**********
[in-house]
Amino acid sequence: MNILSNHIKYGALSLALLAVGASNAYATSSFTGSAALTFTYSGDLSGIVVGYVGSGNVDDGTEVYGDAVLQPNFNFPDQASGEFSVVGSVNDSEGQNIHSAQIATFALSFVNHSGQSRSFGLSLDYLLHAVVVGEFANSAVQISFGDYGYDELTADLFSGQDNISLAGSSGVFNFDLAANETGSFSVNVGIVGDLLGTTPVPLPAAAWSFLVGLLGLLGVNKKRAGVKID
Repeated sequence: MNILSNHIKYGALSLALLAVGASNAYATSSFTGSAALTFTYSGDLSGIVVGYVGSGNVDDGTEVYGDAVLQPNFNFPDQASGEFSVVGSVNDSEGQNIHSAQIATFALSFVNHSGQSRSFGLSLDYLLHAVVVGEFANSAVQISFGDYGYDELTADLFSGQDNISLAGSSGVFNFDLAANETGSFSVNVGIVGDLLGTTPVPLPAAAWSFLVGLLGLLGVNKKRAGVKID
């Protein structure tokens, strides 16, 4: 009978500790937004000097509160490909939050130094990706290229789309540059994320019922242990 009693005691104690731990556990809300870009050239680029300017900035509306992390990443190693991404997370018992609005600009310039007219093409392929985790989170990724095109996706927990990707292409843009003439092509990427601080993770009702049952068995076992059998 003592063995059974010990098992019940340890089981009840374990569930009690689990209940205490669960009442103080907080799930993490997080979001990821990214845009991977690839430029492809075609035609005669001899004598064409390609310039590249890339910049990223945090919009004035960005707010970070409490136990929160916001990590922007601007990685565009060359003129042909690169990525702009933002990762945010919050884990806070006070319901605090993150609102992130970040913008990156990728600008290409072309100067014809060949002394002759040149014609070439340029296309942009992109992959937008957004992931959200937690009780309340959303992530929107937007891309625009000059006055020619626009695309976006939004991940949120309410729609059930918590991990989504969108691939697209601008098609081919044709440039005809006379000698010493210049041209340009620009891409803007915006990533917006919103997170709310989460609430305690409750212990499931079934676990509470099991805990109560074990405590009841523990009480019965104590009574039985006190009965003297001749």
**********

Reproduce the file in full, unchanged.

[in-house]
Amino acid sequence: MNILSNHIKYGALSLALLAVGASNAYATSSFTGSAALTFTYSGDLSGIVVGYVGSGNVDDGTEVYGDAVLQPNFNFPDQASGEFSVVGSVNDSEGQNIHSAQIATFALSFVNHSGQSRSFGLSLDYLLHAVVVGEFANSAVQISFGDYGYDELTADLFSGQDNISLAGSSGVFNFDLAANETGSFSVNVGIVGDLLGTTPVPLPAAAWSFLVGLLGLLGVNKKRAGVKID
Repeated sequence: MNILSNHIKYGALSLALLAVGASNAYATSSFTGSAALTFTYSGDLSGIVVGYVGSGNVDDGTEVYGDAVLQPNFNFPDQASGEFSVVGSVNDSEGQNIHSAQIATFALSFVNHSGQSRSFGLSLDYLLHAVVVGEFANSAVQISFGDYGYDELTADLFSGQDNISLAGSSGVFNFDLAANETGSFSVNVGIVGDLLGTTPVPLPAAAWSFLVGLLGLLGVNKKRAGVKID
């Protein structure tokens, strides 16, 4: 009978500790937004000097509160490909939050130094990706290229789309540059994320019922242990 009693005691104690731990556990809300870009050239680029300017900035509306992390990443190693991404997370018992609005600009310039007219093409392929985790989170990724095109996706927990990707292409843009003439092509990427601080993770009702049952068995076992059998 003592063995059974010990098992019940340890089981009840374990569930009690689990209940205490669960009442103080907080799930993490997080979001990821990214845009991977690839430029492809075609035609005669001899004598064409390609310039590249890339910049990223945090919009004035960005707010970070409490136990929160916001990590922007601007990685565009060359003129042909690169990525702009933002990762945010919050884990806070006070319901605090993150609102992130970040913008990156990728600008290409072309100067014809060949002394002759040149014609070439340029296309942009992109992959937008957004992931959200937690009780309340959303992530929107937007891309625009000059006055020619626009695309976006939004991940949120309410729609059930918590991990989504969108691939697209601008098609081919044709440039005809006379000698010493210049041209340009620009891409803007915006990533917006919103997170709310989460609430305690409750212990499931079934676990509470099991805990109560074990405590009841523990009480019965104590009574039985006190009965003297001749």